As a side-bar I would mention that pesticide/insecticide/herbicide exposure is considered an environmental trigger for neurodegenerative diseases such as Parkinson's disease.  Usually it is repeated exposure but I wonder how many repeated exposures are in a few mouthfuls of these toxins?

A Weekend of Reflection

Not very long ago I read an article about grief and mourning. What it said essentially is that it is okay to grieve for however long and in whatever form it takes, .

I prefer that my grief be slightly private. I hate funerals because you either have to grieve in front of people or you have to put on a brave face. I'm not there and wasn't for either option.  The process of making peace with a loss, of forgiving him for leaving, forgiving myself for obviously not doing enough despite knowing that there was little that could be done for his form of dementia, is rocky.

I learned more and as a result knew less. I focused on my anger and then had not only regrets but more anger because I knew there were things I should have done, ways in which I should have been different. I should have been a better person to him; he should have cherished me as I cherished him.

When we first married we were so young that we didn't really know what we were doing, just playing it by ear on my part and playing it by some mysterious book on his. It was confusing because marriage changed him and ay first it didn't change me...until being married to him did cause me to change to a person I didn't know.  And that both hurt and eventually caused some very misdirected anger. I know that was a turning point which I would like to take back.

So I forget that for the last four years of his illness I was there for him. I forget because I'm so into the negative that I forget the tenderness. Forget about trying to engage him, trying to share, trying to understand his demons and instead remember only the unpleasant details.

But then it gets worse. As I slowly reintroduce myself to the music I've always loved, I remember the good times, the times when we were in sync, the passionate times. And then I know something precious is gone.  Someone remarkable has left the building of my life. 

It was so much easier to let loose the anger than it is to live without the love lost.

Too Blue for the Blues

Mongo lies in my arms now, flexing his paw occasionally to remind me that he is a cat, not just a lap warmer.  His faint purr a simple musical background. For now, it is the only music I can bear.

My adult life has been lived with so many aural cues guiding me. The sound of the pet drinking fountain when it runs low.  A child with a stuffy nose.  The sound of water running through the pipes when the house is sleeping - what was left on or is leaking?  The change of the sizzle in the frying pan - oops. The road wind though the slightly open car window - even in the winter.  Rain on the windows telling me to bring in the dogs, Harry doesn't like to be wet and Rita is afraid of storms. The breathing of my loved ones - has it changed?  Is attention required? The sound of the silent house late at night.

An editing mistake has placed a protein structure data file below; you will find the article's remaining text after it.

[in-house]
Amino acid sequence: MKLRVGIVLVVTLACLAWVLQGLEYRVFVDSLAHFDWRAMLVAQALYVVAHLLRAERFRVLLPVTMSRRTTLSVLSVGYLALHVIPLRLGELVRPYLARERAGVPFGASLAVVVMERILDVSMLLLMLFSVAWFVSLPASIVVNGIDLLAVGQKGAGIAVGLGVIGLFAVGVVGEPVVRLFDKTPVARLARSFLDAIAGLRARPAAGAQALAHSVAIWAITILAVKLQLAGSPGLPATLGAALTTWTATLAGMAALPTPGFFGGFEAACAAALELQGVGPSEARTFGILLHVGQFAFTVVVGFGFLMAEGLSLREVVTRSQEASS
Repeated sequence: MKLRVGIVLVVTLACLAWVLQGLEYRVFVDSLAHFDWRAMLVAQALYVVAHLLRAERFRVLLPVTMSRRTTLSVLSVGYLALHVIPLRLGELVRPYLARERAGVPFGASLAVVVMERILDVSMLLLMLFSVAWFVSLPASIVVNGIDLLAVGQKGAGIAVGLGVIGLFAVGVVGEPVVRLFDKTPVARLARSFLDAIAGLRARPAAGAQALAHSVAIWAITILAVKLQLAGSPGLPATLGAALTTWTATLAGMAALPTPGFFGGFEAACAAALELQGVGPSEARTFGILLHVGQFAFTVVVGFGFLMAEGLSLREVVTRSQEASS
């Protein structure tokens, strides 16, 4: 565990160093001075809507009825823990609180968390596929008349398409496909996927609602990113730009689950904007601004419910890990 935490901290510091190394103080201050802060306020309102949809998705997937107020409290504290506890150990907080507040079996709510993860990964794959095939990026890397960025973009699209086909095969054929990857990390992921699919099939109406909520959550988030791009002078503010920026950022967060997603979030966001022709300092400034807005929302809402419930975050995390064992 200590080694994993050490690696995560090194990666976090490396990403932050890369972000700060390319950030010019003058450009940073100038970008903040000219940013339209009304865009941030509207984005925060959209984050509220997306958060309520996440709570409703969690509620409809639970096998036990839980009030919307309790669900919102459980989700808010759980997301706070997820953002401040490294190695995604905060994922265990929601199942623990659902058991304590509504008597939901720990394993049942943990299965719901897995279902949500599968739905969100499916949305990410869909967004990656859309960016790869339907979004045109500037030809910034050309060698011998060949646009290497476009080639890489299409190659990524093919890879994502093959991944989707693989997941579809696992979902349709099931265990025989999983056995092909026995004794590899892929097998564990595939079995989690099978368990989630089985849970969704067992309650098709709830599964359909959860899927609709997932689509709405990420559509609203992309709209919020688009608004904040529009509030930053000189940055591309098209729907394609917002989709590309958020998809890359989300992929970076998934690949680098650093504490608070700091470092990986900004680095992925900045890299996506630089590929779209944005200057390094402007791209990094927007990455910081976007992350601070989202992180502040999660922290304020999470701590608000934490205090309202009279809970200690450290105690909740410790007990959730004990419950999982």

Music has always been my high.  When I was still a teen it was the layers of sound in one particular oratorio which led me to join a baroque music club in order to obtain a copy which I could not find elsewhere.  Later it was jazz and of course the blues which always brought me out of my own blues. In my early 20s it was a reintroduction to the blues which evoked a forgotten and much-needed smile and led me back to the sounds I needed to feel..

In the last stage of Stephen's illness, I had music playing for him instead of the news which so distressed him. Since he wouldn't tell me what he wanted to hear and did not seem to enjoy his favorite types, I set the station to music which felt right, which calmed him but kept him in contact. There were the sounds of life whenever I went into or passed near his room. When the home health aide came we switched to the blues because that made her smile too as she bathed and exercised him while enduring his crankiness. 

Now that he is gone, I have not been able to listen to music; he is not there for sharing.  The sounds of his breathing slowed and stopped and he left.

Mongo purrs it will be okay as he leans his head against my arm but his tail occasionally swishes in a way that says, I know you aren't fully here; I want you back.  To our left, Harry snores through his nap - I spray the eucalyptus to ease his breathing.  The sound of the spray sends Mongo from my lap to join his brother who has resumed his regular naps on Steve's bed.

When I can let the music back into my life, I'll know that we will hit the road. 

In Retrospect...

In college I used to love exercising in our myriad of required phys ed classes. I could jog around the gym for hours if required. At night  - I know that isn't the best time but it worked for me - I would do situps, whatever, every night.  Once married, the routine continued, supplemented by additional exercise which gradually cut into workout time.  When I was pregnant with our firstborn, lying on the floor meant the dog and cat would be right there, often on top of me, sharing that time. Cat hair in mouth, exercise became less alluring. And so by the time our daughter had arrived, my exercise regimen was a thing of the past.

Years later I became one of those people who buys exercise equipment with such exciting visions, such good intentions...and ultimately the hope that just having the ab roller or whatever in the house will earn exercise credits for me.  Just as I used to buy cookbooks with great photos.

The problem is that this thought process carries itself over into relationships too.